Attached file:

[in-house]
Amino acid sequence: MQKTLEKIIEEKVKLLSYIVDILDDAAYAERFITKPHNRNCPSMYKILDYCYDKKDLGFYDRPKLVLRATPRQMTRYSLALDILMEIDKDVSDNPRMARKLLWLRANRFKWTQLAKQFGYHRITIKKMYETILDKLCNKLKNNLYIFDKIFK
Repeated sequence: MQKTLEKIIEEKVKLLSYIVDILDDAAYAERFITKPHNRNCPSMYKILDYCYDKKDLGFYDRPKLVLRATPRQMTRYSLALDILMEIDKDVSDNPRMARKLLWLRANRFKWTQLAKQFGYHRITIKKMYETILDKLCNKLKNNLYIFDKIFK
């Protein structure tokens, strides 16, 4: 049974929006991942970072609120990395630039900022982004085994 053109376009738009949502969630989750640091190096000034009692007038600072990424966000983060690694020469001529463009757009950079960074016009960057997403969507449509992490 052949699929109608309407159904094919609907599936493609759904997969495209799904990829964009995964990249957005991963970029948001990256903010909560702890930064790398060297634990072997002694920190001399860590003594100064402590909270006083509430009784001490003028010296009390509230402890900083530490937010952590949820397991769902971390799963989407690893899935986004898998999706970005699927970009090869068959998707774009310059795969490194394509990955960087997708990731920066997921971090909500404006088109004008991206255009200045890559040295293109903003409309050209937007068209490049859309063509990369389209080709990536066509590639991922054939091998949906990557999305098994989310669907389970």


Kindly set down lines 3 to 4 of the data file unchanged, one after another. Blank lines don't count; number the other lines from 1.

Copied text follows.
Repeated sequence: MQKTLEKIIEEKVKLLSYIVDILDDAAYAERFITKPHNRNCPSMYKILDYCYDKKDLGFYDRPKLVLRATPRQMTRYSLALDILMEIDKDVSDNPRMARKLLWLRANRFKWTQLAKQFGYHRITIKKMYETILDKLCNKLKNNLYIFDKIFK
């Protein structure tokens, strides 16, 4: 049974929006991942970072609120990395630039900022982004085994 053109376009738009949502969630989750640091190096000034009692007038600072990424966000983060690694020469001529463009757009950079960074016009960057997403969507449509992490 052949699929109608309407159904094919609907599936493609759904997969495209799904990829964009995964990249957005991963970029948001990256903010909560702890930064790398060297634990072997002694920190001399860590003594100064402590909270006083509430009784001490003028010296009390509230402890900083530490937010952590949820397991769902971390799963989407690893899935986004898998999706970005699927970009090869068959998707774009310059795969490194394509990955960087997708990731920066997921971090909500404006088109004008991206255009200045890559040295293109903003409309050209937007068209490049859309063509990369389209080709990536066509590639991922054939091998949906990557999305098994989310669907389970």